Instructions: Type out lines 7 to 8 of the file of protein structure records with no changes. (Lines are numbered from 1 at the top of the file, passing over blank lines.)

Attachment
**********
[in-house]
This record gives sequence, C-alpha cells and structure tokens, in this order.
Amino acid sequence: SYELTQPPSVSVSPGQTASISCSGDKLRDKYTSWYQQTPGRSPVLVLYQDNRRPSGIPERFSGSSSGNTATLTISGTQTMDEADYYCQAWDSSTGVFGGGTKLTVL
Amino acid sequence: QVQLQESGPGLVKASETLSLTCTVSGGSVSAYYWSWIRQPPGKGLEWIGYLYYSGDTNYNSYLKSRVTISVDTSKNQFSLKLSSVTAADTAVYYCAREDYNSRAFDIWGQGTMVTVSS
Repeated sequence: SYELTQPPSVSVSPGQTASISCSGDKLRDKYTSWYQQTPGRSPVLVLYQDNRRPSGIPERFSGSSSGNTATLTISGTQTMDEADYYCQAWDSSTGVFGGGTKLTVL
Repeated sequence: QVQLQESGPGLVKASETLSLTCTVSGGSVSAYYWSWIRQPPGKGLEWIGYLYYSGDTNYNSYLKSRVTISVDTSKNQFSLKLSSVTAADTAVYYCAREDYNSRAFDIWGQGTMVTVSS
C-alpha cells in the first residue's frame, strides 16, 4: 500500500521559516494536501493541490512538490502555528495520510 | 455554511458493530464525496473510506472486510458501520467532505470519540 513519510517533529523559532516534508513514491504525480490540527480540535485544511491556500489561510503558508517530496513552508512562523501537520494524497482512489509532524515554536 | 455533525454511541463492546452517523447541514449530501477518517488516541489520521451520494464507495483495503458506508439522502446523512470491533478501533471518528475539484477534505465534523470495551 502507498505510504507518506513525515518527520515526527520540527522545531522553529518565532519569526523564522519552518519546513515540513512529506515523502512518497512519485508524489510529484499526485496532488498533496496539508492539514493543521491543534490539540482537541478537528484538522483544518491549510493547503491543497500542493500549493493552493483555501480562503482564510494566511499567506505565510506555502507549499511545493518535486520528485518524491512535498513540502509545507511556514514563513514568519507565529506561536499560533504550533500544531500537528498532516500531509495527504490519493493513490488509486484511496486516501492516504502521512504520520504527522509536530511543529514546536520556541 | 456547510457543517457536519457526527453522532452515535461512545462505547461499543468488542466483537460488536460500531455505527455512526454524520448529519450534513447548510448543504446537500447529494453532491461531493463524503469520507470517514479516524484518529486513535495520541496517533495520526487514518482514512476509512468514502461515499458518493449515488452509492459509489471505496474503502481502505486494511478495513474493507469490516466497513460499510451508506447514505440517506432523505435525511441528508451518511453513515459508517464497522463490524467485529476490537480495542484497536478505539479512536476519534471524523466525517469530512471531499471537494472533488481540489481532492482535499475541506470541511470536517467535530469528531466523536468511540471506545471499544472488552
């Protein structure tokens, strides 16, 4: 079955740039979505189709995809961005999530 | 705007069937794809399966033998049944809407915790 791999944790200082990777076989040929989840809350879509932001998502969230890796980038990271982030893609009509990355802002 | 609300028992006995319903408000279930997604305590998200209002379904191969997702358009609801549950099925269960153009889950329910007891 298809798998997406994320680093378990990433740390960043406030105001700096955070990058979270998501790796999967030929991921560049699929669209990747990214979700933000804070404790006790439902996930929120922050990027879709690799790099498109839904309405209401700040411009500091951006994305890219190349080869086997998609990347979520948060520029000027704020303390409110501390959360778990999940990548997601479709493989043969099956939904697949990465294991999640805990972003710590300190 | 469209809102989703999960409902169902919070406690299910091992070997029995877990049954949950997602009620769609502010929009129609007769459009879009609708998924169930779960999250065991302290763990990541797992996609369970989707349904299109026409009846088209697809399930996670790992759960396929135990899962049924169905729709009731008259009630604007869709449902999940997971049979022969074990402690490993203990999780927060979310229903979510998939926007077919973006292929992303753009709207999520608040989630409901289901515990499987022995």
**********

C-alpha cells in the first residue's frame, strides 16, 4: 500500500521559516494536501493541490512538490502555528495520510 | 455554511458493530464525496473510506472486510458501520467532505470519540 513519510517533529523559532516534508513514491504525480490540527480540535485544511491556500489561510503558508517530496513552508512562523501537520494524497482512489509532524515554536 | 455533525454511541463492546452517523447541514449530501477518517488516541489520521451520494464507495483495503458506508439522502446523512470491533478501533471518528475539484477534505465534523470495551 502507498505510504507518506513525515518527520515526527520540527522545531522553529518565532519569526523564522519552518519546513515540513512529506515523502512518497512519485508524489510529484499526485496532488498533496496539508492539514493543521491543534490539540482537541478537528484538522483544518491549510493547503491543497500542493500549493493552493483555501480562503482564510494566511499567506505565510506555502507549499511545493518535486520528485518524491512535498513540502509545507511556514514563513514568519507565529506561536499560533504550533500544531500537528498532516500531509495527504490519493493513490488509486484511496486516501492516504502521512504520520504527522509536530511543529514546536520556541 | 456547510457543517457536519457526527453522532452515535461512545462505547461499543468488542466483537460488536460500531455505527455512526454524520448529519450534513447548510448543504446537500447529494453532491461531493463524503469520507470517514479516524484518529486513535495520541496517533495520526487514518482514512476509512468514502461515499458518493449515488452509492459509489471505496474503502481502505486494511478495513474493507469490516466497513460499510451508506447514505440517506432523505435525511441528508451518511453513515459508517464497522463490524467485529476490537480495542484497536478505539479512536476519534471524523466525517469530512471531499471537494472533488481540489481532492482535499475541506470541511470536517467535530469528531466523536468511540471506545471499544472488552
């Protein structure tokens, strides 16, 4: 079955740039979505189709995809961005999530 | 705007069937794809399966033998049944809407915790 791999944790200082990777076989040929989840809350879509932001998502969230890796980038990271982030893609009509990355802002 | 609300028992006995319903408000279930997604305590998200209002379904191969997702358009609801549950099925269960153009889950329910007891 298809798998997406994320680093378990990433740390960043406030105001700096955070990058979270998501790796999967030929991921560049699929669209990747990214979700933000804070404790006790439902996930929120922050990027879709690799790099498109839904309405209401700040411009500091951006994305890219190349080869086997998609990347979520948060520029000027704020303390409110501390959360778990999940990548997601479709493989043969099956939904697949990465294991999640805990972003710590300190 | 469209809102989703999960409902169902919070406690299910091992070997029995877990049954949950997602009620769609502010929009129609007769459009879009609708998924169930779960999250065991302290763990990541797992996609369970989707349904299109026409009846088209697809399930996670790992759960396929135990899962049924169905729709009731008259009630604007869709449902999940997971049979022969074990402690490993203990999780927060979310229903979510998939926007077919973006292929992303753009709207999520608040989630409901289901515990499987022995």